My “Lost” Algorithm

Finally! The immensely-satisfying payoff to years and years of waiting!

For “Lost” fans, it comes after sitting down and watching tonight’s series finale, in which All (or at least “Enough”) is revealed about just about everything.

For me, it comes after hitting LostPedia the day after the finale airs, and getting the whole thing in like an hour or something.

I missed the first few episodes. Even by then, the eager and enthusiastic reports coming in from many of my friends made it clear that I’d never get caught up until the first season was released on DVD. And I couldn’t watch the second season until I had watched the first. All told, I could jump in during…I dunno…the start of Season Three? At which point I’d sort of need to commit to watching every new episode every single week of every season, wouldn’t I?

“…Or I could just hold off until the whole series is done and dusted, and then read the episode summaries,” I thought.

I instantly knew that I had hit upon a winning solution. It was just like Thomas Edison’s “Eureka” moment in the development of the electric light bulb, when he leaped from his chair and shouted “Of course! I’ll just have my huge team of researchers laboriously try every possible concept, and then take all the credit once they happen across the right one!”

Yes, you’re right. “Lost” is a marvelous television event, the likes of which we’re not likely to see again. Yes, I know, it’s all about the journey you take with these characters. Joseph Campbell, blah blah blah. Look, I made my peace with this decision way back in 2004. That’s when I realized that in all honestly, the only thing I actually cared about was the simple answer to the question “So what the hell was the deal with the island?”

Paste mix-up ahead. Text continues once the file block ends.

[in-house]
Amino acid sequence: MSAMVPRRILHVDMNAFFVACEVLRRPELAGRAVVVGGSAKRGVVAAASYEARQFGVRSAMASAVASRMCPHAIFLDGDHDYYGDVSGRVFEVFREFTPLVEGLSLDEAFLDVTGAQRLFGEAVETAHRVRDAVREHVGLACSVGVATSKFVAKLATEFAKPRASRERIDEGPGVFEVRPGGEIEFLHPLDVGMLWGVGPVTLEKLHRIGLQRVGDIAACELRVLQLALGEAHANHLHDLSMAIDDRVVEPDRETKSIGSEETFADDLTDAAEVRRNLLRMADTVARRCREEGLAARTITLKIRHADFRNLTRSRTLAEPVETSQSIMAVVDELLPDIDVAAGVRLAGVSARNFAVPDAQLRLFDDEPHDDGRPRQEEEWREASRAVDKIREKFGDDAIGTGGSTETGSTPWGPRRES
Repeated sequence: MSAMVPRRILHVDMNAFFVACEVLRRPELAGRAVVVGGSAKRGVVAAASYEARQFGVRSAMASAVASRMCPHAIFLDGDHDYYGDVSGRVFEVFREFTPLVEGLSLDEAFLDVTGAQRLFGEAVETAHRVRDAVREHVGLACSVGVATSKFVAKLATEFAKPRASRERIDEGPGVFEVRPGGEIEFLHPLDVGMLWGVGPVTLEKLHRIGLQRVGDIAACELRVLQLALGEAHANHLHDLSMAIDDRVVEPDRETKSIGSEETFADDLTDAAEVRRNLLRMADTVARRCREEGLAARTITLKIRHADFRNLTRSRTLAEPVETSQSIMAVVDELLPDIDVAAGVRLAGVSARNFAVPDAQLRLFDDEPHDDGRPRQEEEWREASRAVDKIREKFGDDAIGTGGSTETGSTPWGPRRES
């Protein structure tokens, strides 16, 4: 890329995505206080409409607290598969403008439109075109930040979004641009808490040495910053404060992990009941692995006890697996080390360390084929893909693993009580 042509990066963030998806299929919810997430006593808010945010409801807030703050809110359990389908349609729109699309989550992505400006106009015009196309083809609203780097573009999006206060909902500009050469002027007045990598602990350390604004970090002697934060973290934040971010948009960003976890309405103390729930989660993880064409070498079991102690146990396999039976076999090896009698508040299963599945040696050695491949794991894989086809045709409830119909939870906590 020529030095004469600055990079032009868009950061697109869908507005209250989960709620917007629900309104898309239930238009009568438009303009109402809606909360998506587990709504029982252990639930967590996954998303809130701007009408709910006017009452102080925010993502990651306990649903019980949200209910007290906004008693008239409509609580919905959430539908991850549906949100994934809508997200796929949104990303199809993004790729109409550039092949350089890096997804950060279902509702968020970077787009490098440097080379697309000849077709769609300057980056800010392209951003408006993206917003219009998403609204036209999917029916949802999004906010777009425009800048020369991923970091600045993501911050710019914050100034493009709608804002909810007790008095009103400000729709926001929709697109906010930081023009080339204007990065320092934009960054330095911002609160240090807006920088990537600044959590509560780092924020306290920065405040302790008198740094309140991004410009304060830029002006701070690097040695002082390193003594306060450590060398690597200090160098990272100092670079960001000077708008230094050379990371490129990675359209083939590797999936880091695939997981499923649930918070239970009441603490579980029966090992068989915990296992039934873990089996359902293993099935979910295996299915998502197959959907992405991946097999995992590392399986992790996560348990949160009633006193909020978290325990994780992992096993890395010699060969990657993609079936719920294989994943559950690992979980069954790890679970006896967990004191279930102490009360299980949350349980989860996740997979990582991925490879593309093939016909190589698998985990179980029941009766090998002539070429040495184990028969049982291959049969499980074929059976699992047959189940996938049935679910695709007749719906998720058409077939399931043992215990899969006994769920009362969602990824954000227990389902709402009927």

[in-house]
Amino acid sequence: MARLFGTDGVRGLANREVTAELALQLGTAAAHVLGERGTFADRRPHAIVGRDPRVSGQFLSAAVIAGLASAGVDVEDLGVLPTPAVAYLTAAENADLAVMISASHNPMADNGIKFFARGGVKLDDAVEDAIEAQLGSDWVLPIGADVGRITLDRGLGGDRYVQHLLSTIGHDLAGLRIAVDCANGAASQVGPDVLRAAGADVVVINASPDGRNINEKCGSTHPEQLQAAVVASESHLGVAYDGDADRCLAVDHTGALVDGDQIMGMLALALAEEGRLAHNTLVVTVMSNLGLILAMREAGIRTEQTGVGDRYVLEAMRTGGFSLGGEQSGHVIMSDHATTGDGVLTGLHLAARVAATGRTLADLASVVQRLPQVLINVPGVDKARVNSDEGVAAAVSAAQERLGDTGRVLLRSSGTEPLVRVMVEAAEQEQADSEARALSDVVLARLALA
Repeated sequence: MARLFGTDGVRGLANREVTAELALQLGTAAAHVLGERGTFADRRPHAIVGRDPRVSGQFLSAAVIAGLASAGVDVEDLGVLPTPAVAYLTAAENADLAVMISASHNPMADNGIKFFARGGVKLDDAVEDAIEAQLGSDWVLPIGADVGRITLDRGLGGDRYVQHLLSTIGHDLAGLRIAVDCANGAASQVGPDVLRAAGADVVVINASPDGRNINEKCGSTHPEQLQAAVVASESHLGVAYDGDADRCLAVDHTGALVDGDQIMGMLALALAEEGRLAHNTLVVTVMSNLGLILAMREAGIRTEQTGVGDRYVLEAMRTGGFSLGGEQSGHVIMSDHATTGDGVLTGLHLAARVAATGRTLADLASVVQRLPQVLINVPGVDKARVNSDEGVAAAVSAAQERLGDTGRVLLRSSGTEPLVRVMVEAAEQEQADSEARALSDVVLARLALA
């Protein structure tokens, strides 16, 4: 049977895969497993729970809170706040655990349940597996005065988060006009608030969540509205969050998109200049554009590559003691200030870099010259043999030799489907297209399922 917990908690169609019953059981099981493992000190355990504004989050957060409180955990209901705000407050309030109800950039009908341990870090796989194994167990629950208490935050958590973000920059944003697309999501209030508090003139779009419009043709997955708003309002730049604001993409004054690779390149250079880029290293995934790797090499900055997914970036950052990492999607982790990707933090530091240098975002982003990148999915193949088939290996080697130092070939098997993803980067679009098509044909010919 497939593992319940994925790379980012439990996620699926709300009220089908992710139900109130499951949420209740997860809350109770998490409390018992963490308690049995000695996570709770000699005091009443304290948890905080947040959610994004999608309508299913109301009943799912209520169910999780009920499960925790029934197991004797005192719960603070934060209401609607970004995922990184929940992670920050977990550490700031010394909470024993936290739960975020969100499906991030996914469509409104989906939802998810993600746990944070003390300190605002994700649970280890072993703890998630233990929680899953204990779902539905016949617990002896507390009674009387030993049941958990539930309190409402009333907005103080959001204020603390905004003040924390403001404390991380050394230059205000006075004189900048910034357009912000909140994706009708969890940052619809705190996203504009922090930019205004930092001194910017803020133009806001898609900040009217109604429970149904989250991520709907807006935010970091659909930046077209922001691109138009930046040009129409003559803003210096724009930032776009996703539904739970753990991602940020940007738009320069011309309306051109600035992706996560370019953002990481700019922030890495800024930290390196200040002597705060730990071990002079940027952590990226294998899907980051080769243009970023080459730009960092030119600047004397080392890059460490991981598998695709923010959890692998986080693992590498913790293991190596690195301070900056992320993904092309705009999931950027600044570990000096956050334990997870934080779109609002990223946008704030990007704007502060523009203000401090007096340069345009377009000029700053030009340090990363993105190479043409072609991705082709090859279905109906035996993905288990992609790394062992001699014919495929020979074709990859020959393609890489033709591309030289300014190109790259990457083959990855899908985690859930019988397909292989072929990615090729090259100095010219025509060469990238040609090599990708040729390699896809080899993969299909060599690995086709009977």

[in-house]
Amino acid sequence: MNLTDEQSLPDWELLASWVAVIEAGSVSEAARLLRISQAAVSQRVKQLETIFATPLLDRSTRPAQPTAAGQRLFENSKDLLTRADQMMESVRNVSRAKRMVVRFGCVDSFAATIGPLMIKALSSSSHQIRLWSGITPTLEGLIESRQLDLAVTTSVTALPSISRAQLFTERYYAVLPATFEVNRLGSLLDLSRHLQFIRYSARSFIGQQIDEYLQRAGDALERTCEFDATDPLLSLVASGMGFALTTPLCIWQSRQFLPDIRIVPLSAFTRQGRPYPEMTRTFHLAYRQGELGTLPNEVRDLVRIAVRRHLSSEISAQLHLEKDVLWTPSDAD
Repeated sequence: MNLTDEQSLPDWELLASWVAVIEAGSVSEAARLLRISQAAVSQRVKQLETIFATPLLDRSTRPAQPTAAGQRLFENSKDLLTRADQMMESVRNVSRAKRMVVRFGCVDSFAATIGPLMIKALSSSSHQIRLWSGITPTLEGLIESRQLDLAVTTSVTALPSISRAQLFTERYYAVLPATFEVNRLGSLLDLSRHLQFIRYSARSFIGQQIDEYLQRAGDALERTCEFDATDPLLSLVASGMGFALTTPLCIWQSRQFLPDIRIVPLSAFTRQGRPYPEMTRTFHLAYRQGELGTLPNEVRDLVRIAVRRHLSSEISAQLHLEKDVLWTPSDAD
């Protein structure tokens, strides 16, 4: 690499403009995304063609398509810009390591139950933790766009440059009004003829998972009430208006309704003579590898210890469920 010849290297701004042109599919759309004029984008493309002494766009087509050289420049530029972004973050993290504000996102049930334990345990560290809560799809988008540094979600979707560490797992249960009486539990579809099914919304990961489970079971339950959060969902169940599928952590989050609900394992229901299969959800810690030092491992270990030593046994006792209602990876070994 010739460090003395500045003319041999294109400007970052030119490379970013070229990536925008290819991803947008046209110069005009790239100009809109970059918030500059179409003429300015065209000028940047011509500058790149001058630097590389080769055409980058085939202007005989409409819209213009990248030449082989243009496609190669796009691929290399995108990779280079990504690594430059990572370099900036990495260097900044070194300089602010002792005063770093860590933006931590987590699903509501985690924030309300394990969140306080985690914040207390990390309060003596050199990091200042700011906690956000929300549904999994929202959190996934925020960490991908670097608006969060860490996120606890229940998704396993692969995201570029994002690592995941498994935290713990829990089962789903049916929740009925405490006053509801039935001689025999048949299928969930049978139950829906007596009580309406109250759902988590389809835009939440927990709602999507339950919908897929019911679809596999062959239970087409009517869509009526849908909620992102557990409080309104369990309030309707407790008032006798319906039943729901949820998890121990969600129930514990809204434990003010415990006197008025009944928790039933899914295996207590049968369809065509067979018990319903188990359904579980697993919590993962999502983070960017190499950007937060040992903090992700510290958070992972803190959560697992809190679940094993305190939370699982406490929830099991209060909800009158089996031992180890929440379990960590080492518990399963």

13 thoughts on “My “Lost” Algorithm

  1. Joe Joyce

    Andy, I have the same plan (to somehow netflix the old seasons and get caught up). Now if I can just avoid the spoilers this week …

  2. ileneh

    That’s my response to most TV shows. They come and go so quickly (with the exception of MASH), why not wait until the end, and catch up via Hulu, DVD, or another online source. Doesn’t tie you down to trying to find a TV when the shows are on, doesn’t get you caught up in the absurdity of OMG-What Happened … EVERY week!

    This only works if you work solo and not in an office, in which lunchtime chatter is all about each week’s episodes, of course!

  3. John Marston

    What a sad post. If you can’t digest the story of Lost right, why do it at all?

  4. Xander

    The other issue of course is that so many tv series get cancelled way before their time these days, because an executive somewhere has the opinion of “it didn’t get the numbers i wanted fast enough” (simplifying somewhat, but that’s basically the gist) and kills it off before it has the chance to mature and build any sort of loyal audience. I find it hard to commit to *any* new series these days when the spectre of “death by suit” seems to hang over the whole industry.